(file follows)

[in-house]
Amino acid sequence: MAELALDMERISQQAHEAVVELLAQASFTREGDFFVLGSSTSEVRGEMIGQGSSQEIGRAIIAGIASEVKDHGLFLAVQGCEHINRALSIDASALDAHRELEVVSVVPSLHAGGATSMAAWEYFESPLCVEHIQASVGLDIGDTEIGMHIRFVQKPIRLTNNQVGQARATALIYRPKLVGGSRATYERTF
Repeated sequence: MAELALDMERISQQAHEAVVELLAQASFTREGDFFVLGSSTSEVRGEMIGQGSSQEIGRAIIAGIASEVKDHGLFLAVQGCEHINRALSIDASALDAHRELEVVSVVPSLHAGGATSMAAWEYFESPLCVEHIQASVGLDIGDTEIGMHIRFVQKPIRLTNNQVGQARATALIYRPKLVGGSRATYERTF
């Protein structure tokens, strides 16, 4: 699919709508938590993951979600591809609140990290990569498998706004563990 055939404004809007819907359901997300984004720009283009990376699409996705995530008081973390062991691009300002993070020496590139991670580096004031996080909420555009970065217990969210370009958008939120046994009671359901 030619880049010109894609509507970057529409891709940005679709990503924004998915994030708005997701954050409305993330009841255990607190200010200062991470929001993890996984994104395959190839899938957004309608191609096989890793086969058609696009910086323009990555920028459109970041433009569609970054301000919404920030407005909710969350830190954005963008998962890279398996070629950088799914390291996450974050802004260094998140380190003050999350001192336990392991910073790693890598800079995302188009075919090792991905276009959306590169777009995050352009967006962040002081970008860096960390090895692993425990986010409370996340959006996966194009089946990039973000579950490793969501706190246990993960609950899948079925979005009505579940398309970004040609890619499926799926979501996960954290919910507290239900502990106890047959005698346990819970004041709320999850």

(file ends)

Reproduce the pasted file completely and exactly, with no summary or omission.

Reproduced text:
[in-house]
Amino acid sequence: MAELALDMERISQQAHEAVVELLAQASFTREGDFFVLGSSTSEVRGEMIGQGSSQEIGRAIIAGIASEVKDHGLFLAVQGCEHINRALSIDASALDAHRELEVVSVVPSLHAGGATSMAAWEYFESPLCVEHIQASVGLDIGDTEIGMHIRFVQKPIRLTNNQVGQARATALIYRPKLVGGSRATYERTF
Repeated sequence: MAELALDMERISQQAHEAVVELLAQASFTREGDFFVLGSSTSEVRGEMIGQGSSQEIGRAIIAGIASEVKDHGLFLAVQGCEHINRALSIDASALDAHRELEVVSVVPSLHAGGATSMAAWEYFESPLCVEHIQASVGLDIGDTEIGMHIRFVQKPIRLTNNQVGQARATALIYRPKLVGGSRATYERTF
């Protein structure tokens, strides 16, 4: 699919709508938590993951979600591809609140990290990569498998706004563990 055939404004809007819907359901997300984004720009283009990376699409996705995530008081973390062991691009300002993070020496590139991670580096004031996080909420555009970065217990969210370009958008939120046994009671359901 030619880049010109894609509507970057529409891709940005679709990503924004998915994030708005997701954050409305993330009841255990607190200010200062991470929001993890996984994104395959190839899938957004309608191609096989890793086969058609696009910086323009990555920028459109970041433009569609970054301000919404920030407005909710969350830190954005963008998962890279398996070629950088799914390291996450974050802004260094998140380190003050999350001192336990392991910073790693890598800079995302188009075919090792991905276009959306590169777009995050352009967006962040002081970008860096960390090895692993425990986010409370996340959006996966194009089946990039973000579950490793969501706190246990993960609950899948079925979005009505579940398309970004040609890619499926799926979501996960954290919910507290239900502990106890047959005698346990819970004041709320999850």